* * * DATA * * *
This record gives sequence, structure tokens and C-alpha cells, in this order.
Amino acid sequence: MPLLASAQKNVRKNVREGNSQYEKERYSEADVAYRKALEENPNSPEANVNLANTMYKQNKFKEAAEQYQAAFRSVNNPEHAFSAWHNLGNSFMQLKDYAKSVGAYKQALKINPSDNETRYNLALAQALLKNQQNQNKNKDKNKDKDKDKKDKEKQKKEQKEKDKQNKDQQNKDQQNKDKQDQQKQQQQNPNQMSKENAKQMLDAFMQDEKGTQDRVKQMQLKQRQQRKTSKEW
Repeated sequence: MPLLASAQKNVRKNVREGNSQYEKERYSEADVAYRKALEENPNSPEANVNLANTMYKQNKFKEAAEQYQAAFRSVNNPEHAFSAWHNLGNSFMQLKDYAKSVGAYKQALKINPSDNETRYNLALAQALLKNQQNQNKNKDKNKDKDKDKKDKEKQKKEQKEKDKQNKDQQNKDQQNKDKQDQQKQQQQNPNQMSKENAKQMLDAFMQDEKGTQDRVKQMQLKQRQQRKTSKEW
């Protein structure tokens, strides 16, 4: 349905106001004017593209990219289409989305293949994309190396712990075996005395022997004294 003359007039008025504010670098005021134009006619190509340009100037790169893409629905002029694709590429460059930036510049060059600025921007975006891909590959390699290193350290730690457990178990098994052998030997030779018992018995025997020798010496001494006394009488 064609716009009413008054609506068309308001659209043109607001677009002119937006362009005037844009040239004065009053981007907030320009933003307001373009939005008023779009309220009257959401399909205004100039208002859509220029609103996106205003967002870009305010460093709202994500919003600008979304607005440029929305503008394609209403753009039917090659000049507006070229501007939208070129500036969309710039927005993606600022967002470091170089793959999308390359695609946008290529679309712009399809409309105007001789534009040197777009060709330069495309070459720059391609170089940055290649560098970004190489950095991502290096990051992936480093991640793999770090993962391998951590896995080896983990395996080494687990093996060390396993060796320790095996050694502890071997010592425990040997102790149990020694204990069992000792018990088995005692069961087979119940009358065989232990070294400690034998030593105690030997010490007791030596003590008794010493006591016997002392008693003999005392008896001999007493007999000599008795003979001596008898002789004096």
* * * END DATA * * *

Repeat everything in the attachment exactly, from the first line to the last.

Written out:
This record gives sequence, structure tokens and C-alpha cells, in this order.
Amino acid sequence: MPLLASAQKNVRKNVREGNSQYEKERYSEADVAYRKALEENPNSPEANVNLANTMYKQNKFKEAAEQYQAAFRSVNNPEHAFSAWHNLGNSFMQLKDYAKSVGAYKQALKINPSDNETRYNLALAQALLKNQQNQNKNKDKNKDKDKDKKDKEKQKKEQKEKDKQNKDQQNKDQQNKDKQDQQKQQQQNPNQMSKENAKQMLDAFMQDEKGTQDRVKQMQLKQRQQRKTSKEW
Repeated sequence: MPLLASAQKNVRKNVREGNSQYEKERYSEADVAYRKALEENPNSPEANVNLANTMYKQNKFKEAAEQYQAAFRSVNNPEHAFSAWHNLGNSFMQLKDYAKSVGAYKQALKINPSDNETRYNLALAQALLKNQQNQNKNKDKNKDKDKDKKDKEKQKKEQKEKDKQNKDQQNKDQQNKDKQDQQKQQQQNPNQMSKENAKQMLDAFMQDEKGTQDRVKQMQLKQRQQRKTSKEW
């Protein structure tokens, strides 16, 4: 349905106001004017593209990219289409989305293949994309190396712990075996005395022997004294 003359007039008025504010670098005021134009006619190509340009100037790169893409629905002029694709590429460059930036510049060059600025921007975006891909590959390699290193350290730690457990178990098994052998030997030779018992018995025997020798010496001494006394009488 064609716009009413008054609506068309308001659209043109607001677009002119937006362009005037844009040239004065009053981007907030320009933003307001373009939005008023779009309220009257959401399909205004100039208002859509220029609103996106205003967002870009305010460093709202994500919003600008979304607005440029929305503008394609209403753009039917090659000049507006070229501007939208070129500036969309710039927005993606600022967002470091170089793959999308390359695609946008290529679309712009399809409309105007001789534009040197777009060709330069495309070459720059391609170089940055290649560098970004190489950095991502290096990051992936480093991640793999770090993962391998951590896995080896983990395996080494687990093996060390396993060796320790095996050694502890071997010592425990040997102790149990020694204990069992000792018990088995005692069961087979119940009358065989232990070294400690034998030593105690030997010490007791030596003590008794010493006591016997002392008693003999005392008896001999007493007999000599008795003979001596008898002789004096």